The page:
Part of the problems also seems to be a basic misconception or lack of understanding of how social media works – perhaps a generation gap. While the cellphone phone technology in the original Scream films is obviously outdated by today’s standards it has no detrimental impact on the overall quality of the original Scream; it is still as effective and entertaining as it was in 1996. The Ring is nearly 16 years old and centred around a long outdated technology, but its message about our media consumption and fascination with watching and spreading other’s tragedies is still poignant. Scream 4 is only seven years old and it has aged considerably less well particularly with its use of technology. There are several films and television shows that have done a much better job exploring the dark side of our celebrity and social media-infused culture.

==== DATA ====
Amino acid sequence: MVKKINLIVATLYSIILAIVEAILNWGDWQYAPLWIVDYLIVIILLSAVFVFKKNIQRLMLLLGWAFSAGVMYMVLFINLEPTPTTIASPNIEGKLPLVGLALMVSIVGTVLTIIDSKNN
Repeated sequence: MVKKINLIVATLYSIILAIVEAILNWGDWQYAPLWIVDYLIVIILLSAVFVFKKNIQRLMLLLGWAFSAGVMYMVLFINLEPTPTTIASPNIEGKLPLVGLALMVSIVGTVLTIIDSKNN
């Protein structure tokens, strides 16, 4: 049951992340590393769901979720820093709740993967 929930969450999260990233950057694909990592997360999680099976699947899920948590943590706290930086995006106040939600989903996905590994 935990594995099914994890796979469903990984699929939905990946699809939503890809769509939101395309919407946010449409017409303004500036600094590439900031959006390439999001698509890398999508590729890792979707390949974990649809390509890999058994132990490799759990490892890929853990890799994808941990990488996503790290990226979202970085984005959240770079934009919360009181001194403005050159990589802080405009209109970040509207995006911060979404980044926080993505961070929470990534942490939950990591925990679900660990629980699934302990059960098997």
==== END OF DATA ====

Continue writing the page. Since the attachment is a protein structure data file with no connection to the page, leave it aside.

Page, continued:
None of this is to suggest that Scream 4 is a terrible film; by all accounts, it’s an entertaining slasher film with several clever ideas and set-pieces to distinguish it from most VOD films. Craven and Williamson are certainly more focused in this Scream entry than what we saw in Scream 3. Unfortunately, Scream 4 never delivers on the promise of its premise or the opportunity to critique a decade of lazy horror film tropes.